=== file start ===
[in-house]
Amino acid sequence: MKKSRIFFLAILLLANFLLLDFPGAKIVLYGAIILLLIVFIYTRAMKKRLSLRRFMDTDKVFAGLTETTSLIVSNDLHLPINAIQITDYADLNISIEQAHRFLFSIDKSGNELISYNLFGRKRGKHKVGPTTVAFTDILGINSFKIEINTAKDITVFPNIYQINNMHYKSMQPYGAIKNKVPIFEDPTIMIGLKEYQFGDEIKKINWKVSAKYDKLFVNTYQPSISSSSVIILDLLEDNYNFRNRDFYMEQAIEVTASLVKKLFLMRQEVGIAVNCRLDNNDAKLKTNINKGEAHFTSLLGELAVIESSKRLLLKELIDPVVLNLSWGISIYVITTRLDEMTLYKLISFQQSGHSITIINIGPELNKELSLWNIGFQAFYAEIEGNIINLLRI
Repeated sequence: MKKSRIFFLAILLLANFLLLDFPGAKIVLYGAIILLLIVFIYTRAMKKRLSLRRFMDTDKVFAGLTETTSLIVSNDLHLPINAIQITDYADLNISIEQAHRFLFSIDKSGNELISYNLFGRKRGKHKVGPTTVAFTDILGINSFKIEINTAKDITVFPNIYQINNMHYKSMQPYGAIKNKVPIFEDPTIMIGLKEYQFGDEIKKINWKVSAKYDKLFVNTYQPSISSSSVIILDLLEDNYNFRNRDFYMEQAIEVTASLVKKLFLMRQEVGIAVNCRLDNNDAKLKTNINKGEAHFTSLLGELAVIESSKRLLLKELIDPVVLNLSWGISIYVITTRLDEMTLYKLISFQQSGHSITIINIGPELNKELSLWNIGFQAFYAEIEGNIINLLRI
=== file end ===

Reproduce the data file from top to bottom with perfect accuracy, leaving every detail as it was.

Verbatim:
[in-house]
Amino acid sequence: MKKSRIFFLAILLLANFLLLDFPGAKIVLYGAIILLLIVFIYTRAMKKRLSLRRFMDTDKVFAGLTETTSLIVSNDLHLPINAIQITDYADLNISIEQAHRFLFSIDKSGNELISYNLFGRKRGKHKVGPTTVAFTDILGINSFKIEINTAKDITVFPNIYQINNMHYKSMQPYGAIKNKVPIFEDPTIMIGLKEYQFGDEIKKINWKVSAKYDKLFVNTYQPSISSSSVIILDLLEDNYNFRNRDFYMEQAIEVTASLVKKLFLMRQEVGIAVNCRLDNNDAKLKTNINKGEAHFTSLLGELAVIESSKRLLLKELIDPVVLNLSWGISIYVITTRLDEMTLYKLISFQQSGHSITIINIGPELNKELSLWNIGFQAFYAEIEGNIINLLRI
Repeated sequence: MKKSRIFFLAILLLANFLLLDFPGAKIVLYGAIILLLIVFIYTRAMKKRLSLRRFMDTDKVFAGLTETTSLIVSNDLHLPINAIQITDYADLNISIEQAHRFLFSIDKSGNELISYNLFGRKRGKHKVGPTTVAFTDILGINSFKIEINTAKDITVFPNIYQINNMHYKSMQPYGAIKNKVPIFEDPTIMIGLKEYQFGDEIKKINWKVSAKYDKLFVNTYQPSISSSSVIILDLLEDNYNFRNRDFYMEQAIEVTASLVKKLFLMRQEVGIAVNCRLDNNDAKLKTNINKGEAHFTSLLGELAVIESSKRLLLKELIDPVVLNLSWGISIYVITTRLDEMTLYKLISFQQSGHSITIINIGPELNKELSLWNIGFQAFYAEIEGNIINLLRI